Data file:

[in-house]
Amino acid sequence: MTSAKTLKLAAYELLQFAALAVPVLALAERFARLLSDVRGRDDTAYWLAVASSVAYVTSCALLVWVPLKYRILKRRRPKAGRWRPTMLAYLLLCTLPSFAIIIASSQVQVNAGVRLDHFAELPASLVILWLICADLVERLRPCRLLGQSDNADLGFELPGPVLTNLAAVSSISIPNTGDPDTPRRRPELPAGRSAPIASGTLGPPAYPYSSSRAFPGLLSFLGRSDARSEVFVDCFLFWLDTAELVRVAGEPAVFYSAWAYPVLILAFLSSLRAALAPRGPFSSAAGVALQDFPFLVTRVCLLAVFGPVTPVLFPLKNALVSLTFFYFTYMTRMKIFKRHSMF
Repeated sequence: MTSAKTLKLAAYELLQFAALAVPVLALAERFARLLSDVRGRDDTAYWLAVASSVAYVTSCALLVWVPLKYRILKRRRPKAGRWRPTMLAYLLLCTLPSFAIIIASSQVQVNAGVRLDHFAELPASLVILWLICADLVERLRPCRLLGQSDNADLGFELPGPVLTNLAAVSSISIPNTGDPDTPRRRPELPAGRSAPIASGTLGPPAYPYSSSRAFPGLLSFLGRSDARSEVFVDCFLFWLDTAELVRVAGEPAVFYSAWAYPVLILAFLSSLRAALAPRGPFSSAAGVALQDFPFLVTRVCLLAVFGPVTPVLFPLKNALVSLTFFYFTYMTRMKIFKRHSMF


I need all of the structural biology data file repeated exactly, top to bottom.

[in-house]
Amino acid sequence: MTSAKTLKLAAYELLQFAALAVPVLALAERFARLLSDVRGRDDTAYWLAVASSVAYVTSCALLVWVPLKYRILKRRRPKAGRWRPTMLAYLLLCTLPSFAIIIASSQVQVNAGVRLDHFAELPASLVILWLICADLVERLRPCRLLGQSDNADLGFELPGPVLTNLAAVSSISIPNTGDPDTPRRRPELPAGRSAPIASGTLGPPAYPYSSSRAFPGLLSFLGRSDARSEVFVDCFLFWLDTAELVRVAGEPAVFYSAWAYPVLILAFLSSLRAALAPRGPFSSAAGVALQDFPFLVTRVCLLAVFGPVTPVLFPLKNALVSLTFFYFTYMTRMKIFKRHSMF
Repeated sequence: MTSAKTLKLAAYELLQFAALAVPVLALAERFARLLSDVRGRDDTAYWLAVASSVAYVTSCALLVWVPLKYRILKRRRPKAGRWRPTMLAYLLLCTLPSFAIIIASSQVQVNAGVRLDHFAELPASLVILWLICADLVERLRPCRLLGQSDNADLGFELPGPVLTNLAAVSSISIPNTGDPDTPRRRPELPAGRSAPIASGTLGPPAYPYSSSRAFPGLLSFLGRSDARSEVFVDCFLFWLDTAELVRVAGEPAVFYSAWAYPVLILAFLSSLRAALAPRGPFSSAAGVALQDFPFLVTRVCLLAVFGPVTPVLFPLKNALVSLTFFYFTYMTRMKIFKRHSMF